The Bank of England predicted the worst economic collapse after the 1709 Great Frost, but is optimistic about the recovery. Many economists disagree: "The current conditions are unprecedented in our lives and all predictions are struggling to understand where the economy is now," wrote an economist.
The worst recession in over 300 years
The Bank of England (BOE) predicted a devastating outlook for the UK economy in its latest monetary policy report released on Thursday 7 May. The central bank's Monetary Policy Committee (MPC) has "defined a plausible illustrative economic scenario" to prepare for the potential impact of the crisis on the British economy.
The BOE noted, however, that an unprecedented crisis means that the economic outlook is "unusually uncertain", as it critically depends on "the evolution of the pandemic and how governments, families, businesses and financial markets respond".
Based on the bank's best estimates and historical data, the coronavirus crisis could push the British economy into the fastest and deepest recession of the past 300 years, after the huge economic crisis of 1706 and the Great Frost of 1709.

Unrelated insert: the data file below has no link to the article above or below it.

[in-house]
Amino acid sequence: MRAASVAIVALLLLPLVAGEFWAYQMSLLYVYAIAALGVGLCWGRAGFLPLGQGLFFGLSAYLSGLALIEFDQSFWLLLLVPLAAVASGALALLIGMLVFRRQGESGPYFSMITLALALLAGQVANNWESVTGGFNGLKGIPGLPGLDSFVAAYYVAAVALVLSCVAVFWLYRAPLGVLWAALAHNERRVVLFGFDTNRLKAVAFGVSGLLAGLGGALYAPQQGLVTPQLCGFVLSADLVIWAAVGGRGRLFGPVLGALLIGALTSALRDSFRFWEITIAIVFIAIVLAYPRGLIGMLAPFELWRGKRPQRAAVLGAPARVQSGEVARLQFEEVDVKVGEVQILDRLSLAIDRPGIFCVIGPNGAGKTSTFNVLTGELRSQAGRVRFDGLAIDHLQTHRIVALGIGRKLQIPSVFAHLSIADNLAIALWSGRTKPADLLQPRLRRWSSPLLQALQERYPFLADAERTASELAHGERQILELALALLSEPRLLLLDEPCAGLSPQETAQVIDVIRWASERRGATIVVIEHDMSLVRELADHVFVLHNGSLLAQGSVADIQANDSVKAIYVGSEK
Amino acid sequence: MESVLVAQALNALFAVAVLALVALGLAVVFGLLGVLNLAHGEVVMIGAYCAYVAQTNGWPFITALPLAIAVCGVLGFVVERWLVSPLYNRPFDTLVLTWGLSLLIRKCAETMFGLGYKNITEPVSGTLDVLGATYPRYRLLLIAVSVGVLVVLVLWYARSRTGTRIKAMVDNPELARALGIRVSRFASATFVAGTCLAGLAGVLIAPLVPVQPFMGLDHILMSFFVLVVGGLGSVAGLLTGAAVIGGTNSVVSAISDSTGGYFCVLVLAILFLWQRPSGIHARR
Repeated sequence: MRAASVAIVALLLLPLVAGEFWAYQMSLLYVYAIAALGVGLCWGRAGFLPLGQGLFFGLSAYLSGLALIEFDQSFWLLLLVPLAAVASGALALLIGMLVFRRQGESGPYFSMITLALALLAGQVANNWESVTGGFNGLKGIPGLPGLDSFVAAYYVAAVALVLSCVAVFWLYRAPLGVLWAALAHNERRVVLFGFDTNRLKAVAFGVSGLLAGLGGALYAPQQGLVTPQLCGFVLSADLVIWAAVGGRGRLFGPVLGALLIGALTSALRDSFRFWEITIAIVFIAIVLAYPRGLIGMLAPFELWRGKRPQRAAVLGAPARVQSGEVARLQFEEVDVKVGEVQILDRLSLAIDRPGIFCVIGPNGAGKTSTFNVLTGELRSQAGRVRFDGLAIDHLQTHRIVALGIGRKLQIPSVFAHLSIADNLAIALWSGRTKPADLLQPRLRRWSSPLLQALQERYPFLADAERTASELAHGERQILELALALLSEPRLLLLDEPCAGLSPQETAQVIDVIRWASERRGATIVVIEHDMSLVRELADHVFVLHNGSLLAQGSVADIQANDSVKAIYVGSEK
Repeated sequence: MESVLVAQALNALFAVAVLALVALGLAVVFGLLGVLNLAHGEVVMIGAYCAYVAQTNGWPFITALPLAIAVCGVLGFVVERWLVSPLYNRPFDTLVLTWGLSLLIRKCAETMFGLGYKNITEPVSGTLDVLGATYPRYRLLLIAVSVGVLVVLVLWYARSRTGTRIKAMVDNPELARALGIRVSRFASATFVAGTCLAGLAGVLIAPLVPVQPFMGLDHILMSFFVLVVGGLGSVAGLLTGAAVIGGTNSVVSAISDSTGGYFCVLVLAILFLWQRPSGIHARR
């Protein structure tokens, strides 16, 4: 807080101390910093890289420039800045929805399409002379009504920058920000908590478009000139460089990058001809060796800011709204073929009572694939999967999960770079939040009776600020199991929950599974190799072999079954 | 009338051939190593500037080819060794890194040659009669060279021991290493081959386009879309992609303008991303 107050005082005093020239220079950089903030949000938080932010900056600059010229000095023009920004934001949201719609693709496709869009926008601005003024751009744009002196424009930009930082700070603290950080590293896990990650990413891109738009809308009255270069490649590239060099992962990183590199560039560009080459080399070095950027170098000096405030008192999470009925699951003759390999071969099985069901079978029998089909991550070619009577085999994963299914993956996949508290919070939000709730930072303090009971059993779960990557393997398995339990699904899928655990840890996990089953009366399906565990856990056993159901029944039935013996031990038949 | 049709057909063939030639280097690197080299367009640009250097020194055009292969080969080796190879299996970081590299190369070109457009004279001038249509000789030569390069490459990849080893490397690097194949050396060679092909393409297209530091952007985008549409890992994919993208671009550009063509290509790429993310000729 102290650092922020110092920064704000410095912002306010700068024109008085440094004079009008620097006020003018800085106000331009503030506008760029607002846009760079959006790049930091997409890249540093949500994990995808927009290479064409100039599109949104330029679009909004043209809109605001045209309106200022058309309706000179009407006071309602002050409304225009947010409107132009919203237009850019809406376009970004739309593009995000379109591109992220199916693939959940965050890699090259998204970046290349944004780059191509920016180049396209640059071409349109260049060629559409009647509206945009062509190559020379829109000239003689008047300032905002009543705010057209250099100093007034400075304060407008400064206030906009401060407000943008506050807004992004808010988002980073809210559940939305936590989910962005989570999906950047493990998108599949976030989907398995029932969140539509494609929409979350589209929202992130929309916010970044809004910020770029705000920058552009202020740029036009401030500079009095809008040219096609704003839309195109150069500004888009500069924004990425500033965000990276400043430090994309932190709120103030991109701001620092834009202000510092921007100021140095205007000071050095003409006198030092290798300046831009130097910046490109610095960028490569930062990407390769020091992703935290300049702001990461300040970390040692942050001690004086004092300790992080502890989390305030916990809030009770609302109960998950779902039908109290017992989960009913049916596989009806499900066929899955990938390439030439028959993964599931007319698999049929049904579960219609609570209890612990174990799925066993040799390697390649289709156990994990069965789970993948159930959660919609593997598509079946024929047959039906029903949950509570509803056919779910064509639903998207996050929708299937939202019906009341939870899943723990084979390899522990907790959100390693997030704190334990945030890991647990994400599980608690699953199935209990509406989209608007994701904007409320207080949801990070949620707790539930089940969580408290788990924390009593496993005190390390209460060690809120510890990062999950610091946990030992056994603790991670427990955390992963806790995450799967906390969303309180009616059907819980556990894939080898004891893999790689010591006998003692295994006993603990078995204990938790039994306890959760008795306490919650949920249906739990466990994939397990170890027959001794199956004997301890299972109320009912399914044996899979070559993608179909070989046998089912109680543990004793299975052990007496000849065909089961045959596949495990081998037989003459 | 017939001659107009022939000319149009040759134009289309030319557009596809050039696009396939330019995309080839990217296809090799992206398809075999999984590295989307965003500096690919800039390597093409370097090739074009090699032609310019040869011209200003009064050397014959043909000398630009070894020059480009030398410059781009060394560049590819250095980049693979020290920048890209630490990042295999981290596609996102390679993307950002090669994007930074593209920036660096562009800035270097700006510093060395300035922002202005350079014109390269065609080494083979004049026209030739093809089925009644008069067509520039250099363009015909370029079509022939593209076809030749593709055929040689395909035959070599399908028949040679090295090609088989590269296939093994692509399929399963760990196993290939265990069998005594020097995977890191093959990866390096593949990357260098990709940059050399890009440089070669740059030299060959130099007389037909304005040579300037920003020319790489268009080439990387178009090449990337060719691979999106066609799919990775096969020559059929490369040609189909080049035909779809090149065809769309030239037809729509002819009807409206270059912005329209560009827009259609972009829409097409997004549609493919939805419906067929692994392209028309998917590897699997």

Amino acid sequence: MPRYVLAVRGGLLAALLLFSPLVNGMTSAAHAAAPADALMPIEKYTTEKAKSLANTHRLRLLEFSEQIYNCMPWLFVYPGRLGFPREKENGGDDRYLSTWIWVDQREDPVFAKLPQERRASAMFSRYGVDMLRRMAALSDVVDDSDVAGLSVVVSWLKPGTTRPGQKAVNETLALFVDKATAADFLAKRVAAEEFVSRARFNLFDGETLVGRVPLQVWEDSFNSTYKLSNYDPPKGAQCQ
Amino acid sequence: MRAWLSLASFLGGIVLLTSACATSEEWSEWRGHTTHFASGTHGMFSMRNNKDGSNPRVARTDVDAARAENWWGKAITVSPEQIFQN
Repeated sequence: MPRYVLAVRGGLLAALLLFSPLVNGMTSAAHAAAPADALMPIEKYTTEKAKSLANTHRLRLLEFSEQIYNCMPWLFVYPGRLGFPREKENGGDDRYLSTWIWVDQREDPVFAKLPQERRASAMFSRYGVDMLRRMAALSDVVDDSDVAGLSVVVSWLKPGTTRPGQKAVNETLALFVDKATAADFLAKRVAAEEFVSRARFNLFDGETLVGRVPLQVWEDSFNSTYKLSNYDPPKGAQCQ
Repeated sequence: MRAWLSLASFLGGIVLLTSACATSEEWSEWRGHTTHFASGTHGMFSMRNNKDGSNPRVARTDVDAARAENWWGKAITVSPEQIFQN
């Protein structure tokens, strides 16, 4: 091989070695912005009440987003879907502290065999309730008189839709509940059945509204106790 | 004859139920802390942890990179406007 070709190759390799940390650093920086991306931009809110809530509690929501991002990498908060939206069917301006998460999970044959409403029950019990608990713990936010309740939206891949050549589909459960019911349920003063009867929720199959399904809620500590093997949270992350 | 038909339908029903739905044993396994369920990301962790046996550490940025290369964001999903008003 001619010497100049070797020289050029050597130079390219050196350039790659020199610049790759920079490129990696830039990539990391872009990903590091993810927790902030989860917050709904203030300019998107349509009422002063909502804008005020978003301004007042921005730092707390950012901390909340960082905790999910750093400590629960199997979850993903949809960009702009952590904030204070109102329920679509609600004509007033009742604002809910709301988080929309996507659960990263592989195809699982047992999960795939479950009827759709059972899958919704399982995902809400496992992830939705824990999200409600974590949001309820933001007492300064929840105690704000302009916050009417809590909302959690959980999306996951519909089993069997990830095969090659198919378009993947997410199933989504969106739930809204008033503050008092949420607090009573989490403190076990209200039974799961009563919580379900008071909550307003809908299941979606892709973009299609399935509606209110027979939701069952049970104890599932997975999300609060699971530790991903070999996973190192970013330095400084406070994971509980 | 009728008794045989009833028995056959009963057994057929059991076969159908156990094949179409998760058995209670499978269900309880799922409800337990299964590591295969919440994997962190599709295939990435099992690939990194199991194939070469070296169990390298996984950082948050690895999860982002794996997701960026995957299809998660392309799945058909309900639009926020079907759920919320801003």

The UK economy could decline by 14% in 2020, the largest annual contraction after a 15% drop in 1706 and 13% in 1709. Total production is expected to drop by almost 30% in the first half of 2020, due to a drop of 3% in the first quarter and 25% in the second quarter.
Bank of England governor Andrew Bailey said that "a bankruptcy in the lending system would create a vicious circle of more bankruptcies and more loan losses that would return to the banks themselves," reported the Financial Times.
However, the bank has warned that even with the most appropriate lending measures, the UK economy is set to suffer a severe blow, pointing out that household spending has already fallen by around 30% since the beginning of March. The central bank also predicted that the unemployment rate in the UK is likely to reach 9% in 2021.
Economic recovery forecast
The governor of the Bank of England explained that the economic rebound could probably happen "much faster than the recovery from the global financial crisis," the media quote.
A rough estimate from the central bank hypothesized that the long-term damage to the economy would be only 1,5% of gross domestic product and would result from a failure investment corporate in 2020.
The Bank of England also said it was ready to inject more money into the economy if needed. In March, it promised £ 200 billion ($ 248 billion) to support economic activity by buying government bonds.
Some strategists and economists doubt that the British economy will recover quickly as the central bank claims. Jacob Nell, chief British economist at Morgan Stanley, said: "We believe these forecasts for 2020 are credible, but we are less convinced of the recovery of 2021, in which we take a more cautious view, with weaker growth, lower inflation, deficits wider and more actions from the MPC. "